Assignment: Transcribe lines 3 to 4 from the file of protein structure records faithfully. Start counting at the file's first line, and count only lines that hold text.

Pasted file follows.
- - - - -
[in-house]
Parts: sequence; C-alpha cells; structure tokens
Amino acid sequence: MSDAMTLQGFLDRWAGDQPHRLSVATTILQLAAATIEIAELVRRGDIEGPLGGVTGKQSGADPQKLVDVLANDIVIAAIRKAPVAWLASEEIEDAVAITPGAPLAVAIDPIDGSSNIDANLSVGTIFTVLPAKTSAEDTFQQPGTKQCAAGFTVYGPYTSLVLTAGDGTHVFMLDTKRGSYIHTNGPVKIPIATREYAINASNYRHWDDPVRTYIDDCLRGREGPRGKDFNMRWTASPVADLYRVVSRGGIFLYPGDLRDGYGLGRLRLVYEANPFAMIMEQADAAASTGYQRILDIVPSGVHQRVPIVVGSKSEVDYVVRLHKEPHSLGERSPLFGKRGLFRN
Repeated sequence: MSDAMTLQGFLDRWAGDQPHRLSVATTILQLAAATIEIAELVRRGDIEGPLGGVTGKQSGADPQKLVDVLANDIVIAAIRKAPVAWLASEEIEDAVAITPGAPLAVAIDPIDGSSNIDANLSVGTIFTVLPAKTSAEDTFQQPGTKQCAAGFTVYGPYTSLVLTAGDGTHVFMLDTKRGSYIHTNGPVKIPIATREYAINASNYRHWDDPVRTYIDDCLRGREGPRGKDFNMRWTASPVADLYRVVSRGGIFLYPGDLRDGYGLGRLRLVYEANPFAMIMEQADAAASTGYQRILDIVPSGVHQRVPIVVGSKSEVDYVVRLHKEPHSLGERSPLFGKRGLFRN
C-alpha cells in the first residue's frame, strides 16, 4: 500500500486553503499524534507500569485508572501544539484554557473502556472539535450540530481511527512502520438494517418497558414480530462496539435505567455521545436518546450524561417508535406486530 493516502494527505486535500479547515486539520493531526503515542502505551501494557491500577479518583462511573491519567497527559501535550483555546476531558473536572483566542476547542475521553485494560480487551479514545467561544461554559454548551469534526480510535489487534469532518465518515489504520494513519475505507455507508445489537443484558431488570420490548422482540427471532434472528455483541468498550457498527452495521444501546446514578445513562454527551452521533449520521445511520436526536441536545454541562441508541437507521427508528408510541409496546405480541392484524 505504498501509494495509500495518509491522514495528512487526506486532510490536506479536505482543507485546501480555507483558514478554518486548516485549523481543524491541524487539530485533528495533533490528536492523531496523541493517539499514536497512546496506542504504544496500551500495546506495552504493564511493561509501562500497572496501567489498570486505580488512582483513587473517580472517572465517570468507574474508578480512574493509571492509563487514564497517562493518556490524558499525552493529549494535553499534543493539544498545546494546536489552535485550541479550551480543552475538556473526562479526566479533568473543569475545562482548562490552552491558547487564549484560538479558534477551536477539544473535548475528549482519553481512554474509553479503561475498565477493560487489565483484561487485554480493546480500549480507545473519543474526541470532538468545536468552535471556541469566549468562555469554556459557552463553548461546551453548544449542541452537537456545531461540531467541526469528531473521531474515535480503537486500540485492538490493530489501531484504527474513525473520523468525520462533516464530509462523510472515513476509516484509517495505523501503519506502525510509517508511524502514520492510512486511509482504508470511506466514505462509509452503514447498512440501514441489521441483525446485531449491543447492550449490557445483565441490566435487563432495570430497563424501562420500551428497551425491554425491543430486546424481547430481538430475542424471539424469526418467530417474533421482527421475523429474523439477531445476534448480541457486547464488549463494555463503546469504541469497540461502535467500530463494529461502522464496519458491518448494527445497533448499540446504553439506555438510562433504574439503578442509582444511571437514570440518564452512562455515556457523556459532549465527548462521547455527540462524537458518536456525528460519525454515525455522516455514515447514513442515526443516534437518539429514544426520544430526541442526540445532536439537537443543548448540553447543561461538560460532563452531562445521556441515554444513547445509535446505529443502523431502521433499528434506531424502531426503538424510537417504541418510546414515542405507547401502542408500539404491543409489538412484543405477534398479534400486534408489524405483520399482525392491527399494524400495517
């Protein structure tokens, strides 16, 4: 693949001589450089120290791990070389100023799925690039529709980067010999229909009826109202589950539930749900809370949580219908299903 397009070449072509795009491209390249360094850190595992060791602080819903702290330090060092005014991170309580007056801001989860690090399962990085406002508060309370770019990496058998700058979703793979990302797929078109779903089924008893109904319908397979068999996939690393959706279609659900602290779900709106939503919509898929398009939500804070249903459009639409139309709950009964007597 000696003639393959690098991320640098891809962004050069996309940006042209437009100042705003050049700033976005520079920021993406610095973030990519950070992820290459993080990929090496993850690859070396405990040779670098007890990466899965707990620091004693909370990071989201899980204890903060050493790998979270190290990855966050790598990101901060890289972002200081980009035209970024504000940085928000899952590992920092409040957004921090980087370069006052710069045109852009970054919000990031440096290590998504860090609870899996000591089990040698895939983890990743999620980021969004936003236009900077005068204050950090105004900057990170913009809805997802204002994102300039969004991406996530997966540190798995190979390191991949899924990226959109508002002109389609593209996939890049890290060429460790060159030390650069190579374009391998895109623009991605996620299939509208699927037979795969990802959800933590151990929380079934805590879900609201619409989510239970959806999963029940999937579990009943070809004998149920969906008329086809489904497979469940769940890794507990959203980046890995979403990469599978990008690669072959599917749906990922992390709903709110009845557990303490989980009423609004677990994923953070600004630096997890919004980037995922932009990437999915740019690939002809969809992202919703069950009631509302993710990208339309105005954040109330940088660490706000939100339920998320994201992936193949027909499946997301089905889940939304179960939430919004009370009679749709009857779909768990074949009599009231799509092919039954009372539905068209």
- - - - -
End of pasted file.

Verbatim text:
Amino acid sequence: MSDAMTLQGFLDRWAGDQPHRLSVATTILQLAAATIEIAELVRRGDIEGPLGGVTGKQSGADPQKLVDVLANDIVIAAIRKAPVAWLASEEIEDAVAITPGAPLAVAIDPIDGSSNIDANLSVGTIFTVLPAKTSAEDTFQQPGTKQCAAGFTVYGPYTSLVLTAGDGTHVFMLDTKRGSYIHTNGPVKIPIATREYAINASNYRHWDDPVRTYIDDCLRGREGPRGKDFNMRWTASPVADLYRVVSRGGIFLYPGDLRDGYGLGRLRLVYEANPFAMIMEQADAAASTGYQRILDIVPSGVHQRVPIVVGSKSEVDYVVRLHKEPHSLGERSPLFGKRGLFRN
Repeated sequence: MSDAMTLQGFLDRWAGDQPHRLSVATTILQLAAATIEIAELVRRGDIEGPLGGVTGKQSGADPQKLVDVLANDIVIAAIRKAPVAWLASEEIEDAVAITPGAPLAVAIDPIDGSSNIDANLSVGTIFTVLPAKTSAEDTFQQPGTKQCAAGFTVYGPYTSLVLTAGDGTHVFMLDTKRGSYIHTNGPVKIPIATREYAINASNYRHWDDPVRTYIDDCLRGREGPRGKDFNMRWTASPVADLYRVVSRGGIFLYPGDLRDGYGLGRLRLVYEANPFAMIMEQADAAASTGYQRILDIVPSGVHQRVPIVVGSKSEVDYVVRLHKEPHSLGERSPLFGKRGLFRN